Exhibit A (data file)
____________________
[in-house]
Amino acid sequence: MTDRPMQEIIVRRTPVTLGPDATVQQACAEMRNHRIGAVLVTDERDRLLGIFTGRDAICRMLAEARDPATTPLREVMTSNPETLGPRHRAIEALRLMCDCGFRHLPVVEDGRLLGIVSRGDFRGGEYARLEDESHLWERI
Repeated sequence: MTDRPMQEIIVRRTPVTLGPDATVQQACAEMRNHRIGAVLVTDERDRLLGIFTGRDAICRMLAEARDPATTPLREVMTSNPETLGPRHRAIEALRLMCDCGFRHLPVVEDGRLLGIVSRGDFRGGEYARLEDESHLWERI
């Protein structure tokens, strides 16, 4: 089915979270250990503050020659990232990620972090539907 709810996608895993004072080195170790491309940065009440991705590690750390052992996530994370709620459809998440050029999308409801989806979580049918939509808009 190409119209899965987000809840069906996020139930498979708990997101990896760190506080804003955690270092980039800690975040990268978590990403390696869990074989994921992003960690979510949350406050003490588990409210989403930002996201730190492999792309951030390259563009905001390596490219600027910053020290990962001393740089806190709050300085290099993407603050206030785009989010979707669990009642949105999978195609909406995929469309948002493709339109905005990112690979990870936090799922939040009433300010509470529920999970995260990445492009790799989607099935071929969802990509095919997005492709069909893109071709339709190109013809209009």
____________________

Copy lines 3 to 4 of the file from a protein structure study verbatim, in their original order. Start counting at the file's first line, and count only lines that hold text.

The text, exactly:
Repeated sequence: MTDRPMQEIIVRRTPVTLGPDATVQQACAEMRNHRIGAVLVTDERDRLLGIFTGRDAICRMLAEARDPATTPLREVMTSNPETLGPRHRAIEALRLMCDCGFRHLPVVEDGRLLGIVSRGDFRGGEYARLEDESHLWERI
């Protein structure tokens, strides 16, 4: 089915979270250990503050020659990232990620972090539907 709810996608895993004072080195170790491309940065009440991705590690750390052992996530994370709620459809998440050029999308409801989806979580049918939509808009 190409119209899965987000809840069906996020139930498979708990997101990896760190506080804003955690270092980039800690975040990268978590990403390696869990074989994921992003960690979510949350406050003490588990409210989403930002996201730190492999792309951030390259563009905001390596490219600027910053020290990962001393740089806190709050300085290099993407603050206030785009989010979707669990009642949105999978195609909406995929469309948002493709339109905005990112690979990870936090799922939040009433300010509470529920999970995260990445492009790799989607099935071929969802990509095919997005492709069909893109071709339709190109013809209009």